A few things worth mentioning here:
- Duncan was not acting in a hostile or abusive manner to the driver or his fellow passengers.
- Duncan was not threatening the president (or past presidents), which as we all know is a federal offense, even if the president in question, past or present, kinda sucks. Which he quite possibly does. Warren G. Harding, I’m looking at you.
- Duncan was not shouting “fire” in a crowded theater, which is considered a no-no if the theater is not, in fact, on fire.
We here at Bowling in the Dark tend to swear fairly often, but despite our personal flaws, we aren’t big fans of vulgarity. We’re saddened when we hear it from the mouths of children (except when it’s funny), and believe that excessive use of profanity is embarrassing and usually a sign of a limited vocabulary. But the unpleasant nature of naughty language doesn’t give us the right to control anybody’s language but our own.
An official statement from the Milwaukee County sherriff’s department addressing the matter claims that “people should be able to ride the bus without feeling intimidated by someone’s language or behavior.” Bus passengers interviewed after the incident tended to agree:
“You can’t swear. A lot of people don't like all the ‘f’ words and ‘s’ words around their kids, and there’s a lot of elderly people on the bus, and you have to respect your elders so, that’s what he gets.”—bus passenger Ebony Jett6
“I think he should have got [the ticket]. Kids be on the bus, families be on the bus. Nobody wants to hear that kind of language.”—bus passenger Jean Jones
“People should not get on the bus having to hear disruptive conversations. You can get a fine for that. It’s the law. You can’t do that.”—bus passenger Tiffany Coo
In the interest of giving equal time to opinions actually worth having, though, let’s hear from somebody who actually fought for others’ liberties instead of trying to whittle away the ones he didn’t like:
We admit that General Washington didn’t specifically say “and that includes naughty words, too,” so it could be argued—albeit very stupidly—that he may actually have approved of stomping on certain folks’ rights when he didn’t like what he was hearing, despite having clearly stated the opposite. Fortunately, other smart folks have chimed in on the subject over the last 2,300 years:“If the freedom of speech is taken away then dumb and silent we may be led, like sheep to the slaughter.”—George Washington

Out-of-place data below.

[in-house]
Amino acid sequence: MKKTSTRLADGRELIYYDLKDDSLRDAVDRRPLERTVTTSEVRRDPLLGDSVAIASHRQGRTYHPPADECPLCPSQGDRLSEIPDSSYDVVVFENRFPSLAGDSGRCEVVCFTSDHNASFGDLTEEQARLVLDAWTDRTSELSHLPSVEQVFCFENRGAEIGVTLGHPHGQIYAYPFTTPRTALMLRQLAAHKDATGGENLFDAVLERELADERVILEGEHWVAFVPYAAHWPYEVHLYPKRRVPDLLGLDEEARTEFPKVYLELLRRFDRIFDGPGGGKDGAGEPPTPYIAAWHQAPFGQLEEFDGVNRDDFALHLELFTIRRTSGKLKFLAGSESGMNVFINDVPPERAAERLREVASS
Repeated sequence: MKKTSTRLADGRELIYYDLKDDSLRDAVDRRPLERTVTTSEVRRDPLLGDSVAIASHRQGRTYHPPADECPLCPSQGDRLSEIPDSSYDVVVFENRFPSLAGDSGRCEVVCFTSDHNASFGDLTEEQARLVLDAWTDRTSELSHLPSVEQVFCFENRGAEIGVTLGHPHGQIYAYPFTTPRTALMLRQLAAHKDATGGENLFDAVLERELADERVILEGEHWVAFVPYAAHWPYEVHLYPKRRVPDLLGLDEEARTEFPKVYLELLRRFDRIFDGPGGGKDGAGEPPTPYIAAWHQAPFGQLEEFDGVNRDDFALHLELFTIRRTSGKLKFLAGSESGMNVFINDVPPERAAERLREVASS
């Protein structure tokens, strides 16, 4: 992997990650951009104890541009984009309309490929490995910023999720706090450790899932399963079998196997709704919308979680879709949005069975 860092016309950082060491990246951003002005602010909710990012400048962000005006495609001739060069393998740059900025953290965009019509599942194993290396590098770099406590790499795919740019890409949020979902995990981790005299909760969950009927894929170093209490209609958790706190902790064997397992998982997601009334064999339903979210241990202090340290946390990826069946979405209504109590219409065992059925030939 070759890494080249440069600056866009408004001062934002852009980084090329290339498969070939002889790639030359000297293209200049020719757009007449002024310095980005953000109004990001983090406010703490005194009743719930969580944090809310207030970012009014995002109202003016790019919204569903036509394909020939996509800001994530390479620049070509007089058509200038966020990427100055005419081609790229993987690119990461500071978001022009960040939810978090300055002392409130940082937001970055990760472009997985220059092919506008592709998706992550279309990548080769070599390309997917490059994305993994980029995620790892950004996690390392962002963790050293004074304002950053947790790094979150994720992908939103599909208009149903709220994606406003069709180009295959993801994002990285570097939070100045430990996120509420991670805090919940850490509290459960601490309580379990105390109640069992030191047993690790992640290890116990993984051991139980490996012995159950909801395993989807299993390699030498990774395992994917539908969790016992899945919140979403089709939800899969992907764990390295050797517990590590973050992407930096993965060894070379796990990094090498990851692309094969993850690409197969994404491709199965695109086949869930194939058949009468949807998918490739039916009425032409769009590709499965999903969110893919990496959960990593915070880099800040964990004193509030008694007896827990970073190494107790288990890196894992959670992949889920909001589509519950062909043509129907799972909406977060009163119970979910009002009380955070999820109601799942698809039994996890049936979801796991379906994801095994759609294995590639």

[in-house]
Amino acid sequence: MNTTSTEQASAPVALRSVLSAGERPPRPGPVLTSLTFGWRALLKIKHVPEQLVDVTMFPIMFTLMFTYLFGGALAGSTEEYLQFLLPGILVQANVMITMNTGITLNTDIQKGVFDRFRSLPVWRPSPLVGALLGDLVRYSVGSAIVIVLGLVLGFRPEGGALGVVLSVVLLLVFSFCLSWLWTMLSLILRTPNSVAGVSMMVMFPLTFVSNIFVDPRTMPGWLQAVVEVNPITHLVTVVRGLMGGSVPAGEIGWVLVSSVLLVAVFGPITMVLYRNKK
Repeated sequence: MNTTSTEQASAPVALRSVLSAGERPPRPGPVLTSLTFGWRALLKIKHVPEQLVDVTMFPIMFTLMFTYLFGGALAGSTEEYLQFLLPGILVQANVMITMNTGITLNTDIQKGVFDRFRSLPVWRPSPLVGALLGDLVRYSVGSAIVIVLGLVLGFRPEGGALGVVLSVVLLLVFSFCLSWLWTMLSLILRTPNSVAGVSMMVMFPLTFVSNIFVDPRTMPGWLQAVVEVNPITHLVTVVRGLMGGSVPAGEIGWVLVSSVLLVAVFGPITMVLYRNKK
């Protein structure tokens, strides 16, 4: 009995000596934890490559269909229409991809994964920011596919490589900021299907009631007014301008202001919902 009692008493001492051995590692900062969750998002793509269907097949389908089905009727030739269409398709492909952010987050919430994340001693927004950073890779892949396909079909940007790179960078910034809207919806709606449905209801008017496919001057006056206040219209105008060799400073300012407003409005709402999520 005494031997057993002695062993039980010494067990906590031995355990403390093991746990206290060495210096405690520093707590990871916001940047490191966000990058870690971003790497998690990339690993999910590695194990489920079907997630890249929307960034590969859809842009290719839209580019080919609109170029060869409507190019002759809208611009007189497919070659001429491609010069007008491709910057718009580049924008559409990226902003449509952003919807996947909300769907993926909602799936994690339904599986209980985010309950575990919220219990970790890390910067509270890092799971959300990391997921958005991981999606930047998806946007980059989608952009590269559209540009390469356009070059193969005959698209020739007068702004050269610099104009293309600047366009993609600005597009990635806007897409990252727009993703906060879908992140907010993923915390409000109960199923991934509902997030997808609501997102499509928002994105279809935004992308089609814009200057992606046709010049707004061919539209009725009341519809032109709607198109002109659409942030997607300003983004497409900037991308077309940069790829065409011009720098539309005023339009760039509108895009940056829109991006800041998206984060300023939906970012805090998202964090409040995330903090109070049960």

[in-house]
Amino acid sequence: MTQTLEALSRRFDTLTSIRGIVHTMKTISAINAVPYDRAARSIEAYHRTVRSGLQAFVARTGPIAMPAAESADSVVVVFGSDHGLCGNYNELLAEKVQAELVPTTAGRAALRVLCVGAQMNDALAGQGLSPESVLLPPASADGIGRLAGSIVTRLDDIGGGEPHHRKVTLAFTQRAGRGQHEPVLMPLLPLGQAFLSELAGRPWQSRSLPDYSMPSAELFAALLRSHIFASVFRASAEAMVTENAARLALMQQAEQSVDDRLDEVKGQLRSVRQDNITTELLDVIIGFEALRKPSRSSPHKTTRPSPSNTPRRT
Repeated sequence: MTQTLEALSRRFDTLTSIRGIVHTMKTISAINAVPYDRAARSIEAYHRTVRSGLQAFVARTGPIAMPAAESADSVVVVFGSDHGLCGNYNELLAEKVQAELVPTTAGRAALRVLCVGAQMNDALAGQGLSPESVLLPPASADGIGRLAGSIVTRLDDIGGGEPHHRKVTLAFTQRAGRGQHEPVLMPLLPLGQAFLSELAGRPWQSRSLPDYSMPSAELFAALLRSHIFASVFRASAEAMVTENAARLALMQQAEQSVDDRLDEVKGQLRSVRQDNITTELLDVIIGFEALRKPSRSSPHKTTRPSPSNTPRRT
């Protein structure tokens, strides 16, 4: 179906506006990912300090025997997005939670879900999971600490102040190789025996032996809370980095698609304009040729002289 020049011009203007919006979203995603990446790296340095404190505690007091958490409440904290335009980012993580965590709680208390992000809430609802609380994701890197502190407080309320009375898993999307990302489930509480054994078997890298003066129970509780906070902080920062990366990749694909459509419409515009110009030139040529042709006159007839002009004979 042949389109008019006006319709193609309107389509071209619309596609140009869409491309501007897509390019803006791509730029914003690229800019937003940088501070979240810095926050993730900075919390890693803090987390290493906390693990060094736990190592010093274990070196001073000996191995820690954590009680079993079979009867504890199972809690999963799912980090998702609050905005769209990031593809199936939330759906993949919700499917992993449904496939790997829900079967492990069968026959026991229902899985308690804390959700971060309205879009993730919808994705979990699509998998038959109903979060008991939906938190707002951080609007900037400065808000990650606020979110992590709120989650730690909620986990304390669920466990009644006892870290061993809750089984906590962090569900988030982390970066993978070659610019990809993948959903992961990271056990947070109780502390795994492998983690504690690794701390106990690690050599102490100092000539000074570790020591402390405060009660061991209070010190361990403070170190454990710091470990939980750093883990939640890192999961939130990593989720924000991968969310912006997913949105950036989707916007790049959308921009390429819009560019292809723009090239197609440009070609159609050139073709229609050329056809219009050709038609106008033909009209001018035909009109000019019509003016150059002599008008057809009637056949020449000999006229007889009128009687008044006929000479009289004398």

“Free speech is the whole thing, the whole ball game. Free speech is life itself.”—author Salman RushdieSalman Rushdie, as you should well know, has more experience than most anybody at being persecuted simply for expressing himself; Aristotle, while perhaps better known for having married Jackie Kennedy, also dabbled in education, science, government, philosophy, politics, and ethics,7 and is known for knowing a thing or two; and it could be argued that a U.S. Supreme Court Justice with more than three decades of judicial experience has a better sense of what’s appropriate, legally and Constitutionally speaking, than the Milwaukee County Sherriff’s Department or a bunch of schmucks on a bus.
“The basis of a democratic state is liberty.”—Aristotle, 384 BC-322 BC
“The First Amendment is often inconvenient. But that is besides the point. Inconvenience does not absolve the government of its obligation to tolerate speech.”—U.S. Supreme Court Associate Justice Anthony Kennedy
But ignore all their qualifications if you like, and instead just boil down the comments from each group to their basics, and decide which attitude sums up what this country and its citizens’ attitudes on free expression should be. In fact, skip that first part; we’ve boiled it down for you:
- “You must be allowed to say what you want, even if I don’t like it.”
- “You can’t say what you want because I don’t like it.”
|Figure 1.1: the two ends of the spectrum of opinions on freedom of speech.|
Pick a side.
(Hint: the guy on the left is very unlikely to advocate killing the douchebag on the right.)
1. We use the word speaking here for convenience; it’s a handy way to represent the much more cumbersome phrase exercising one’s once-Constitutionally-protected right to free speech.
2. If you’re offended that we typed out the words “fuck” and “shit” instead of a more family-friendly “f___” or Beetle Bailey-style “@$#!” . . . well, frankly, it’s a little surprising that you allow yourself to have unmonitored access to the internet, but nevertheless we sincerely apologize for having troubled you with language that, admittedly, can occasionally or even often be inappropriate or offensive. You’d be well within your rights to ask us to tone it down, and it’s quite possible that we’d oblige—we may be jerks, but we don’t like looking like jerks. On the other hand, if you think you have or deserve the right to prevent us from using this kind of language, you can go fuck yourself.
3. Duncan said he used “two words,” which could mean that he swore only twice or that he swore multiple times, but used only those two particular words—the articles we’ve found haven’t been particularly clear on this point.
4. Here we’re trying to use irony,5 but it’s a slippery concept that we can usually recognize but can’t really define and rarely use properly.
If we haven’t pulled it off correctly, and you’re not sure what we’re getting at, contact us privately and we’ll send you a copy of our extensive notes.
5. Some might say that we’re not being ironic, we’re just being pricks. That’s probably fair.
6. We here at Bowling in the Dark have no way of knowing whether this person’s name really is “Ebony Jett,” but we promise you that we weren’t the ones who made it up.
7. No real footnote here, we’re just a bit giddy to see the words politics and ethics in the same sentence. It’s like spotting a unicorn.